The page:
On the top of the multimillion dollar bonus she charged the company ‘consulting fees’ for $377,000. Additionally, she was obviously entitled for her salary too in 2010 - she collected more cash in 2010 as bonus, fees and salaries than the company’s revenue in 2010 and 2011 combined.
After Vermillion emerging from bankruptcy Page was cautious to handpick new Board members from among her friends. She created a group of “yes-men” who would never stand up to her. It is now practically a hijacked company, acting in the interest of Page and the Board instead of shareholders. I could provide many examples of how dysfunctional the Board is but probably the best is the recent decision of paying Page’s tax by the company. This happened after two years of what was a complete disaster for any shareholder: damage to 86% of shareholder value in 2011 after the 70% damage in 2010. What does the Board do after such performance? Pat her on the back and pay her taxes. Two days after this scandalous decision, it is noted that the company’s CFO (Sandra A. Gardiner) announced her resignation.
It is also remarkable how Page sold 45,000 of her shares in 2010 December on $5.92/share, fully knowing the high Medicare denial rate and withholding of information from investors. She tried to sell another 100,000 shares during the secondary offering in 2011 February, while still not disclosing the high denial rate to unsuspecting investors. James Besser, whose firm used to own 10% of the company, wrote the following about the 100,000 share issue in April 2011:
Instead of endorsing the company's prospects, CEO Gail Page added 100,000 shares of her own stock to the green shoe of the deal. The outside counsel for Vermillion, when asked to explain this, said this was anti-dilutive because otherwise that stock in the green shoe would have been company stock, per the agreement with Roth. Ms. Page put it more succinctly- she said that she needed to sell the shares to pay her taxes- less than a year after the multimillion dollar cash pay-out she received as compensation for her work during the bankruptcy.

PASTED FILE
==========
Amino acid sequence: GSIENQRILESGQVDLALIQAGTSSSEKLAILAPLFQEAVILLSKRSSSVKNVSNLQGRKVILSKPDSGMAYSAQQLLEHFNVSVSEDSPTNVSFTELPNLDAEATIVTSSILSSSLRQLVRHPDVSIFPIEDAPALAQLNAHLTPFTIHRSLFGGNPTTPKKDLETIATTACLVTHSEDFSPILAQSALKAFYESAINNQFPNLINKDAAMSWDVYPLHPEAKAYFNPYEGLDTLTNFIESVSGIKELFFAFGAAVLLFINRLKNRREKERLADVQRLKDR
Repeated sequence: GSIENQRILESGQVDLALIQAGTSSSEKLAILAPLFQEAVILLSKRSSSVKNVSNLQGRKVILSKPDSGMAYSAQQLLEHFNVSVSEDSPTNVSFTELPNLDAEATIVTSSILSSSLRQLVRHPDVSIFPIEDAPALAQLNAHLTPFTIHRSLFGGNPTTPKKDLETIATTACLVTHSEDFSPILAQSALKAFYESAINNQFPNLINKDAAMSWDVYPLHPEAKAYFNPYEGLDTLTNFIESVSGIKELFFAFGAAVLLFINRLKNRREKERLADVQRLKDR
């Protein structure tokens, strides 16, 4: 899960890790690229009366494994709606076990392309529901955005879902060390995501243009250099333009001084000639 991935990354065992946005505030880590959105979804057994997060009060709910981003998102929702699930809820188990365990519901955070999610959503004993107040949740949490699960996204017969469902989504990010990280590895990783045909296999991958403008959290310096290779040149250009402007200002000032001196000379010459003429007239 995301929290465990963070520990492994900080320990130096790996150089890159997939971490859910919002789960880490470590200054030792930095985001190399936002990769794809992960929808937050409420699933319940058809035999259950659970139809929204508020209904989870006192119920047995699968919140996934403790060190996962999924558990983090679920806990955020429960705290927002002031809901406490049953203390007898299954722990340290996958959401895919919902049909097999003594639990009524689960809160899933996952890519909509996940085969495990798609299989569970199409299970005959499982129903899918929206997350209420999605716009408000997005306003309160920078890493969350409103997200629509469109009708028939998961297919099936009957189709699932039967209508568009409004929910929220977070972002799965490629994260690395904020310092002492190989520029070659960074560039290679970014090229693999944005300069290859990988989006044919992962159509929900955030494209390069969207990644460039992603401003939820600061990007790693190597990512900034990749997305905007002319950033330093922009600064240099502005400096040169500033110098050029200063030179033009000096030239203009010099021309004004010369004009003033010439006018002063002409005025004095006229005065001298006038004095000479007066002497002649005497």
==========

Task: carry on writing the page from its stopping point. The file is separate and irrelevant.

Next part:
Now we understand why she couldn’t provide a straight answer, as she appears to have been hiding material information from the public.
It is notable how everything that James Besser’s letter foretold came true. Page and the Board reacted to his criticism by sending their lawyers after him and threatened him with a Poison Pill. I wonder if this is the company’s definition of “maintaining open communications with our shareholders” as they described in the recent 8K filing? Page went so far as to admit under oath in a previous litigation that the Poison Pill “would give [her] the leverage to negotiate . . . some kind of resolution [in dealing with dissatisfied shareholders]”. Isn’t the Poison Pill simply there to prevent hostile takeovers?
To the best of my knowledge, Besser is not a significant shareholder anymore, which is unfortunate considering his vast knowledge of the company and of the industry.
Time For Shareholders To Act
CEO Page’s plan to keep paying herself and her friends until the money runs out is facing one serious obstacle: Vermillion shareholders. Fortunately, neither she nor her friends on the Board own a significant part of the company. She never spent a penny of her own buying shares.
Remaining or new shareholders have multiple tools allowed by the company’s bylaws to get organized and express dissatisfaction. I encourage all Vermillion shareholders, small and large, to voice their opinion in public. Shareholders also have the option to form groups representing up to 15% ownership and have themselves heard even louder.
The only way we can turn this around is if we let the public know how seven Board members hijacked a listed company and made a mockery out of corporate governance.